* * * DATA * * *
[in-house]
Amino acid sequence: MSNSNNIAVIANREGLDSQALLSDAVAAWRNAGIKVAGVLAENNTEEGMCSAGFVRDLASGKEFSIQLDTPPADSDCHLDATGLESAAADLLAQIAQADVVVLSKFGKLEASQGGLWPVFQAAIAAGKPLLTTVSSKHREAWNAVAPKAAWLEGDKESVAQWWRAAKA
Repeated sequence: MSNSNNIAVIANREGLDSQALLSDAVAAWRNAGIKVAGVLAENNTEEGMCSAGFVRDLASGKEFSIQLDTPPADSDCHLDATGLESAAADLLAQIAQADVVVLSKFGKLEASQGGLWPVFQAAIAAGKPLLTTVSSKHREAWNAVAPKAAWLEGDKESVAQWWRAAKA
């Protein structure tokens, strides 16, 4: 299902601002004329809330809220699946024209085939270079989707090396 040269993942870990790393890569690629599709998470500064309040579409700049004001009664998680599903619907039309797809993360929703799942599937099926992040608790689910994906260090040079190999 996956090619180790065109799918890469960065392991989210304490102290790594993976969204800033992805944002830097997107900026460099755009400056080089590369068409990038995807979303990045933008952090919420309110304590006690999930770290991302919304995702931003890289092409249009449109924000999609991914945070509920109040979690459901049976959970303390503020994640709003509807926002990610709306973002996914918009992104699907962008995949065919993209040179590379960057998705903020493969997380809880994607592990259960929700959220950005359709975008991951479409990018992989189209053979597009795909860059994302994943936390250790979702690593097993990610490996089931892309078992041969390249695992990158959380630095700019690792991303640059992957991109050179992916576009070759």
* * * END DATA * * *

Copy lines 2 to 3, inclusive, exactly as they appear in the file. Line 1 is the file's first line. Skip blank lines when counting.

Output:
Amino acid sequence: MSNSNNIAVIANREGLDSQALLSDAVAAWRNAGIKVAGVLAENNTEEGMCSAGFVRDLASGKEFSIQLDTPPADSDCHLDATGLESAAADLLAQIAQADVVVLSKFGKLEASQGGLWPVFQAAIAAGKPLLTTVSSKHREAWNAVAPKAAWLEGDKESVAQWWRAAKA
Repeated sequence: MSNSNNIAVIANREGLDSQALLSDAVAAWRNAGIKVAGVLAENNTEEGMCSAGFVRDLASGKEFSIQLDTPPADSDCHLDATGLESAAADLLAQIAQADVVVLSKFGKLEASQGGLWPVFQAAIAAGKPLLTTVSSKHREAWNAVAPKAAWLEGDKESVAQWWRAAKA